Re: [RFC][PATCH 0/9] Network receive deadlock prevention for NBD

From: Peter Zijlstra
Date: Thu Aug 17 2006 - 15:14:55 EST

On Thu, 2006-08-17 at 22:42 +0400, Evgeniy Polyakov wrote:
> On Thu, Aug 17, 2006 at 11:01:52AM -0700, Daniel Phillips (phillips@xxxxxxxxxx) wrote:
> > *** The system is not OOM, it is in reclaim, a transient condition ***
> It does not matter how condition when not every user can get memory is
> called. And actually no one can know in advance how long it will be.

Well, we have a direct influence here, we're working on code-paths that
are called from reclaim. If we stall, the box is dead.

> > Which Peter already told you! Please, let's get our facts straight,
> > then we can look intelligently at whether your work is appropriate to
> > solve the block IO network starvation problem that Peter and I are
> > working on.
> I got openssh as example of situation when system does not know in
> advance, what sockets must be marked as critical.
> OpenSSH works with network and unix sockets in parallel, so you need to
> hack openssh code to be able to allow it to use reserve when there is
> not enough memory.

OpenSSH or any other user-space program will never ever have the problem
we are trying to solve. Nor could it be fixed the way we are solving it,
user-space programs can be stalled indefinite. We are concerned with
kernel services, and the continued well being of the kernel, not
user-space. (well therefore indirectly also user-space of course)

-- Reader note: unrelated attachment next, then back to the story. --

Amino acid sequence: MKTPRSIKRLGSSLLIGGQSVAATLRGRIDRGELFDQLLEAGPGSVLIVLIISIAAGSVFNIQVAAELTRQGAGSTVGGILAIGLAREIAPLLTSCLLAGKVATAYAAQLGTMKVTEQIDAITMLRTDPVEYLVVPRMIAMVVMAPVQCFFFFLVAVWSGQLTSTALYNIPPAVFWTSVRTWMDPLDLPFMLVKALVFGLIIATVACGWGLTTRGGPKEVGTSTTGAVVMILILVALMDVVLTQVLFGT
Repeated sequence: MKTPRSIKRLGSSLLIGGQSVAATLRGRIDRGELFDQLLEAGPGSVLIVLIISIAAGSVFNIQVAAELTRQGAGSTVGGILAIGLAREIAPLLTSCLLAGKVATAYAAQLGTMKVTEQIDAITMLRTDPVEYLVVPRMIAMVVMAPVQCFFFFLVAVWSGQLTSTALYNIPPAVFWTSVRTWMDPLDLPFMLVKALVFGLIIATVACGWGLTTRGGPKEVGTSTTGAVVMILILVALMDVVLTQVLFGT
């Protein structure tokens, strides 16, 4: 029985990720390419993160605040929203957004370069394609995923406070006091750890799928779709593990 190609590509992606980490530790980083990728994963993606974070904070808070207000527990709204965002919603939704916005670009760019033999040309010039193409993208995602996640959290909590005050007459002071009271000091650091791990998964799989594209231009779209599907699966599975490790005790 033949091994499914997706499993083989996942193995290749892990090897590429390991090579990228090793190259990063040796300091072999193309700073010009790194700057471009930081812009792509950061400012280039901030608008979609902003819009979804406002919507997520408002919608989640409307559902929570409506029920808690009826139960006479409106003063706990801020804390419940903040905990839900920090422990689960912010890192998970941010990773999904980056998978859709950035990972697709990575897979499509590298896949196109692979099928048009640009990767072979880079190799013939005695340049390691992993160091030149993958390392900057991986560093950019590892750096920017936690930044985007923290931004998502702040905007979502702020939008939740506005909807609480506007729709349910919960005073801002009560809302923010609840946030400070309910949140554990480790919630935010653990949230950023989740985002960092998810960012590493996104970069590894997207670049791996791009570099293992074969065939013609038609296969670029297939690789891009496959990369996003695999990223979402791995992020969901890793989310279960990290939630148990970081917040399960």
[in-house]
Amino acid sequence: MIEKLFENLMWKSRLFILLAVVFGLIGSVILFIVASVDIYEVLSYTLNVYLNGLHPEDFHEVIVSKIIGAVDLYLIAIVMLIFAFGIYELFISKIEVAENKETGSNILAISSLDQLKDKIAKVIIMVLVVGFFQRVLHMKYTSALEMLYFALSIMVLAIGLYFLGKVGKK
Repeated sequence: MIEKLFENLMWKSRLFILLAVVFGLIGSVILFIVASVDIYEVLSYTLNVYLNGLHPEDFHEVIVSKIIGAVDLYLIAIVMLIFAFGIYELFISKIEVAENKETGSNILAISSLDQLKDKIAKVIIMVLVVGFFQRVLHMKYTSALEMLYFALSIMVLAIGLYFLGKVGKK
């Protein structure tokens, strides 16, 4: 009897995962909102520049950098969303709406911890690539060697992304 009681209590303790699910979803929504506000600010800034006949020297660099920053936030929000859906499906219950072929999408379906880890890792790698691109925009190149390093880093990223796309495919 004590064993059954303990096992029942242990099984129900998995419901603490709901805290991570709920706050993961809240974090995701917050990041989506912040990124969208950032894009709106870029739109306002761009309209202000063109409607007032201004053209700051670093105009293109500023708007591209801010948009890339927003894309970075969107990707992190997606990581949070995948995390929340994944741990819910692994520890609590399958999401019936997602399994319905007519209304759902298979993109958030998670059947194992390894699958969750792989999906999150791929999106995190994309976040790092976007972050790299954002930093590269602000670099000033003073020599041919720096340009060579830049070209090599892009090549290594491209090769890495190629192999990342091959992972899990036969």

> Actually all sockets must be able to get data, since
> kernel can not diffirentiate between telnetd and a process which will
> receive an ack for swapped page or other significant information.

Oh, but it does, the kernel itself controls those sockets: NBD / iSCSI
and AoE are all kernel services, not user-space. And it is the core of
our work to provide this information to the kernel; to distinguish these
few critical sockets.

> So network must behave separately from main allocator in that period of
> time, but since it is possible that reserve can be not filled or has not
> enough space or something other, it must be preallocated in far advance
> and should be quite big, but then why netwrok should use it at all, when
> being separated from main allocations solves the problem?

You still need to guarantee data-paths to these services, and you need
to make absolutely sure that your last bit of memory is used to service
these critical sockets, not some random blocked user-space process.

You cannot pre-allocate enough memory _ever_ to satisfy the total
capacity of the network stack. You _can_ allot a certain amount of
memory to the network stack (avoiding DoS), and drop packets once you
exceed that. But still, you need to make sure these few critical
_kernel_ services get their data.

> I do not argue that your approach is bad or does not solve the problem,
> I'm just trying to show that further evolution of that idea eventually
> ends up in separated allocator (as long as all most robust systems
> separate operations), which can improve things in a lot of other sides
> too.

Not a separate allocator per-se, separate socket group, they are
serviced by the kernel, they will never refuse to process data, and it
is critical for the continued well-being of your kernel that they get
their data.

Also, I do not think people would like it if say 100M of their 1G system
just disappears, never to used again for eg. page-cache in periods of
low network traffic.

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